2. Fay TaylorFay Taylor08-05-2013

    If Mr. Cobb had shared that a family member lived in an Emeritus community chances are it would have been edited out. Emeritus did offer to have the producers speak with families, other than the ones with the tragic experiences. They were not interested. This is a no-win situation. One side believes that everything Frontline presented was the truth and the other side feels betrayed that such an biased story was presented. Let’s all move on and work to improve this wonderful industry.

    • Ann CatlinAnn Catlin08-06-2013

      We all must remember that anything produced for TV is made to sell their product. I haven’t seen the Frontline episode and likely won’t. So many things produced for public view on TV is designed to get a rise out of people. Sounds like they succeeded. I say let’s focus on the real issue at hand- how to do as right by our elders as possible.

  3. Charles MoralesCharles Morales08-05-2013

    With all respect,
    Lately all I hear is let’s move on. I guess I am hopelessly and seemingly never going to fit in this corporate world. I think I must be way too radical too expect change and drastic change. When I hear lets all just move on and work together I get weary. I have a suggestion for some. Why not admit that what we are doing just isn’t working. You see, I am all about foundation and if you don’t fix the foundation you will forever be looking over your shoulder as you know crumble is about to happen. What does your foundation look like. Is it solid so that it can withstand even the toughest storms. Storms will come but are you ready. You see the crack in your foundation but it only gets patched. Patches aren’t going to work anymore.
    If I were a CEO I would sit everyone down and inspect the foundation. I would analyze the team to see if they are great builders. I would ensure that everyone involved had the same commitment. Commitment. That’s an interesting word. Commitment to the mission goals and values. Commitment to the culture you are trying to establish. Commitment to culture being everyone’s DNA. Oh well, I guess that type of action would stress the organization a little too much. Don’t worry about the foundation. It’ll be okay. A little patch here and there and we can move on.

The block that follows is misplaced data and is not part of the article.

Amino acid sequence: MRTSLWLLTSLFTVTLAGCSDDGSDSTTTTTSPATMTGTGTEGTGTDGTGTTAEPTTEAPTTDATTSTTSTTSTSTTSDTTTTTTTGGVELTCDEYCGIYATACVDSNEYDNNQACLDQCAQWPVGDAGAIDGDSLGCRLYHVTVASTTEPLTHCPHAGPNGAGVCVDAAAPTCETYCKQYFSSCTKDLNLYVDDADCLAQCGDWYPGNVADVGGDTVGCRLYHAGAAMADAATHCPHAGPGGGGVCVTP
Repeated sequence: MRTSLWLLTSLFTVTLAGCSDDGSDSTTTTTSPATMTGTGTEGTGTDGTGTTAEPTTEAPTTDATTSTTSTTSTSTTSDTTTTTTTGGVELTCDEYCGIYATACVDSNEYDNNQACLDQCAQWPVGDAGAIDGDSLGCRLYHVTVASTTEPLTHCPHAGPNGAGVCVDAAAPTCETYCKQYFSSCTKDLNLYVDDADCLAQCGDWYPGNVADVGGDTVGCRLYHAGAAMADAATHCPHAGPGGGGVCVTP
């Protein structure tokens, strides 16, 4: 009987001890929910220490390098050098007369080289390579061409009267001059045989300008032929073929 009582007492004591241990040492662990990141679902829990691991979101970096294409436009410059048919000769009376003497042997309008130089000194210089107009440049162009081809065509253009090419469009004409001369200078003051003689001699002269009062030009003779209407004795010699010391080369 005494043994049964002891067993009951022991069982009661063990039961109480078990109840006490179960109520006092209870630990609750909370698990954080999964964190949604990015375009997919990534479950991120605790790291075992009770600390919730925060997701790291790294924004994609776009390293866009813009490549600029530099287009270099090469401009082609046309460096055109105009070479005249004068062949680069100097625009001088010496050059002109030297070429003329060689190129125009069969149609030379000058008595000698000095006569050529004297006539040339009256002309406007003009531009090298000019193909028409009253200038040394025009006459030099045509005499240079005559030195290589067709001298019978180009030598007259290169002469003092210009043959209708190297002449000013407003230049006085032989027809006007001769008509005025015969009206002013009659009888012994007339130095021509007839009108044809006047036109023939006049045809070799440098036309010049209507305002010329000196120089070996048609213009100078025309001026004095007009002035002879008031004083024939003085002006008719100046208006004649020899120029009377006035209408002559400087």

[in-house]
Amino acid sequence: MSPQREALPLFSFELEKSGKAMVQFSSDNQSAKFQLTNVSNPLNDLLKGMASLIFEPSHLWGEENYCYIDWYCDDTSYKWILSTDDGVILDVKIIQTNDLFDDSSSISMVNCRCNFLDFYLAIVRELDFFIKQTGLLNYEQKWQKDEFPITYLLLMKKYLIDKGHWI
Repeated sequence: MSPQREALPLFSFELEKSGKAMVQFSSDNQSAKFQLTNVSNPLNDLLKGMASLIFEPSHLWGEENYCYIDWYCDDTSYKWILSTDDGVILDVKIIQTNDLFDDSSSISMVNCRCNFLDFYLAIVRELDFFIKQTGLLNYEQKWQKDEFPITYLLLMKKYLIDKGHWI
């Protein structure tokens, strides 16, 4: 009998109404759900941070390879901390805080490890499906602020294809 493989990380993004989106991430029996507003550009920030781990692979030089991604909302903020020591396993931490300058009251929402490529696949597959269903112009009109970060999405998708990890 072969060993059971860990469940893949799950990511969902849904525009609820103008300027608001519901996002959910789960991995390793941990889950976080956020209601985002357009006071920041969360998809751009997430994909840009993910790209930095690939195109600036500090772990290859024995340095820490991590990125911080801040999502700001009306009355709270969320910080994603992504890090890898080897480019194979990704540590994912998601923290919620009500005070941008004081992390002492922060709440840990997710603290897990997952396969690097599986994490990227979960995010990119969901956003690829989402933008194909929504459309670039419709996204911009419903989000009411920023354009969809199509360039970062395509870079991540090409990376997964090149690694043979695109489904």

4. Carolyn JacksonCarolyn Jackson08-12-2013

    Naïve- You and I are in the same boat. I believe if we say we care about senior, then we should own up to this conviction. It should not be lip services. According to few friends that still work for Emeritus, Granger Cobb was not given the chance to respond to the all allegations after the story was published. We don’t know how the story was, or if it was spliced-together. I know it looks bad for Emeritus- and I truly believe that was the point in the story. It almost looks as though it was an inside job. Someone pissed off (excuse this graphic language for a Granny) the wrong person, and this person happened to have a friend at PBS. I once worked for the Emeritus company and I don’t share the opinion of the employees I the PBS story, again my difference with Emeritus is philosophical. Frontline did a disservice to Assisted Living and Emeritus. I hope something good comes out of this tragic situation, for the families and the industry.